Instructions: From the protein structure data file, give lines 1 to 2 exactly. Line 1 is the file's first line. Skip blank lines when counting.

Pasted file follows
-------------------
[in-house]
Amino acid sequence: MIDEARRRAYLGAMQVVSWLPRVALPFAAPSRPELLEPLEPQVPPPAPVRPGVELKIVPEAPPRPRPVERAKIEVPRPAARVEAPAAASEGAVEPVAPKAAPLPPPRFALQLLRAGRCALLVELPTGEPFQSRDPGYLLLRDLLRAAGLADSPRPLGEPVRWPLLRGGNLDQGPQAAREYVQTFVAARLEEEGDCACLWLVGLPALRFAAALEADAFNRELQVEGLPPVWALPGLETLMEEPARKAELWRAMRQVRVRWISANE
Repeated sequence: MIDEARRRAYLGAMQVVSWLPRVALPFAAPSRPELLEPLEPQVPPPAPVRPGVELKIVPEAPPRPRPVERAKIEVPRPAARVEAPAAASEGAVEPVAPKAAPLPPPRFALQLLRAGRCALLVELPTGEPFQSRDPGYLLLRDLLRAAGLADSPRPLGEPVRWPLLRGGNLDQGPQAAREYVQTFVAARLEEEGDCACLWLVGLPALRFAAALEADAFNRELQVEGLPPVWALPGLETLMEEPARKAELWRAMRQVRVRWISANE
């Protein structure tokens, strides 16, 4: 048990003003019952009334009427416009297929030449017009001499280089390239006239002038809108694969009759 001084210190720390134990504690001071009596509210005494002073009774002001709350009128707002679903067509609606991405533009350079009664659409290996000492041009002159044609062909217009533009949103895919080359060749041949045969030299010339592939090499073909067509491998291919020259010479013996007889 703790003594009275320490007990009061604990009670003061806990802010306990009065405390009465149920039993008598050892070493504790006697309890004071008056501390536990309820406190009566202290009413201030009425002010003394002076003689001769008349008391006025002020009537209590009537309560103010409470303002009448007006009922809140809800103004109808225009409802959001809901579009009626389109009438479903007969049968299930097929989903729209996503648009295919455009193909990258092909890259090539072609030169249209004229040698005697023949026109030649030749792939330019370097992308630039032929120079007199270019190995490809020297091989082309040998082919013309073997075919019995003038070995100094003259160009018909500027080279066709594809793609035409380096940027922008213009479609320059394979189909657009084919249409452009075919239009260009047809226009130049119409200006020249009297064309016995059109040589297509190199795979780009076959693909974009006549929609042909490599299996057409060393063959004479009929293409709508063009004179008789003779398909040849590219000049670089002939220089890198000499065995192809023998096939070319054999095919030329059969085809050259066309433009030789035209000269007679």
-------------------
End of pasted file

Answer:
[in-house]
Amino acid sequence: MIDEARRRAYLGAMQVVSWLPRVALPFAAPSRPELLEPLEPQVPPPAPVRPGVELKIVPEAPPRPRPVERAKIEVPRPAARVEAPAAASEGAVEPVAPKAAPLPPPRFALQLLRAGRCALLVELPTGEPFQSRDPGYLLLRDLLRAAGLADSPRPLGEPVRWPLLRGGNLDQGPQAAREYVQTFVAARLEEEGDCACLWLVGLPALRFAAALEADAFNRELQVEGLPPVWALPGLETLMEEPARKAELWRAMRQVRVRWISANE